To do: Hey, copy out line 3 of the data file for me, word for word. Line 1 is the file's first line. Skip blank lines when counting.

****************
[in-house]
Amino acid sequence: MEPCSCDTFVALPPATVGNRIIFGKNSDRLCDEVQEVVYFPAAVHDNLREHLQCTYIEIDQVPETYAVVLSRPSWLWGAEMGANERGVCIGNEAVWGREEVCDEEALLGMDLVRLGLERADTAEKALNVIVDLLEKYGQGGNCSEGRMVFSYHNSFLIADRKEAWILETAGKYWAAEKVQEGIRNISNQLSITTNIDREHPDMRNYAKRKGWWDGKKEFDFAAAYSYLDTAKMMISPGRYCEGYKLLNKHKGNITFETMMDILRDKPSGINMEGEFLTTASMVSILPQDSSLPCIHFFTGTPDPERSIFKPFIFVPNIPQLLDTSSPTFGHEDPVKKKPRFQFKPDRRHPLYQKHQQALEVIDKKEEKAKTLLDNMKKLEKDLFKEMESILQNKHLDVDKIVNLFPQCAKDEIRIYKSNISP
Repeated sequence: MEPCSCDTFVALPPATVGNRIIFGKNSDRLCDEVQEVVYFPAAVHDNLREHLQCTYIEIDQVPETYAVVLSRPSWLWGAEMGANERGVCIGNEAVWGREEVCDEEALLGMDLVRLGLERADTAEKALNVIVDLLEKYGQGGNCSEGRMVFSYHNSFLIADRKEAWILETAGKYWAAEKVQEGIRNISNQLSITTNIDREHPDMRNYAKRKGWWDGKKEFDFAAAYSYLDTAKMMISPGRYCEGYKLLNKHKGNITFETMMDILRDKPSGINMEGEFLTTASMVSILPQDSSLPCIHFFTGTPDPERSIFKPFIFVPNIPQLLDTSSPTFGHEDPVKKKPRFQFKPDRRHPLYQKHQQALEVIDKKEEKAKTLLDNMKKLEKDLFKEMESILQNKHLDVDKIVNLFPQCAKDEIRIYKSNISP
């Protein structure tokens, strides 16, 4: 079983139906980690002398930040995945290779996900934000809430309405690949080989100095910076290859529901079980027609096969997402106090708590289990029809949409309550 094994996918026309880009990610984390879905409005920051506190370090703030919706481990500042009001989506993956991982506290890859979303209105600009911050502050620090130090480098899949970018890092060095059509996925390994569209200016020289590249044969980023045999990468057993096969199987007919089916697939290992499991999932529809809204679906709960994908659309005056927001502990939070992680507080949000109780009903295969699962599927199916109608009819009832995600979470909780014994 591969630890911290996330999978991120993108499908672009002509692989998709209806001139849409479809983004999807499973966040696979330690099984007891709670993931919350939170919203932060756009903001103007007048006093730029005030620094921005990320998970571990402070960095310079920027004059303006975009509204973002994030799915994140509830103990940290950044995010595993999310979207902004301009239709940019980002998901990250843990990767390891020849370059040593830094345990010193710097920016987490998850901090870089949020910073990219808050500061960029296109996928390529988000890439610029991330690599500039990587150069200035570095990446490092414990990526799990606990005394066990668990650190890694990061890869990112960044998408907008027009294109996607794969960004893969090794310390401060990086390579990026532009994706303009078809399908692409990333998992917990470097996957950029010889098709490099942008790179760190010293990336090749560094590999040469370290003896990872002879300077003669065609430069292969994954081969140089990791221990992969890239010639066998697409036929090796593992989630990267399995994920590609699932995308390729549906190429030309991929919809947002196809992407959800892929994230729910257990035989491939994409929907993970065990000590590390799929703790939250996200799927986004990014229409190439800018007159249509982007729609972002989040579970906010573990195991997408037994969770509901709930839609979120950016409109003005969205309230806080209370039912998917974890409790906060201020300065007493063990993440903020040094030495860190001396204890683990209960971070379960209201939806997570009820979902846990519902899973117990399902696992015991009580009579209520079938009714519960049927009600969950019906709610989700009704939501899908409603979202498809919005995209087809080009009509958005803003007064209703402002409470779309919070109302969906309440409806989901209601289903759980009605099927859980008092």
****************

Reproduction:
Repeated sequence: MEPCSCDTFVALPPATVGNRIIFGKNSDRLCDEVQEVVYFPAAVHDNLREHLQCTYIEIDQVPETYAVVLSRPSWLWGAEMGANERGVCIGNEAVWGREEVCDEEALLGMDLVRLGLERADTAEKALNVIVDLLEKYGQGGNCSEGRMVFSYHNSFLIADRKEAWILETAGKYWAAEKVQEGIRNISNQLSITTNIDREHPDMRNYAKRKGWWDGKKEFDFAAAYSYLDTAKMMISPGRYCEGYKLLNKHKGNITFETMMDILRDKPSGINMEGEFLTTASMVSILPQDSSLPCIHFFTGTPDPERSIFKPFIFVPNIPQLLDTSSPTFGHEDPVKKKPRFQFKPDRRHPLYQKHQQALEVIDKKEEKAKTLLDNMKKLEKDLFKEMESILQNKHLDVDKIVNLFPQCAKDEIRIYKSNISP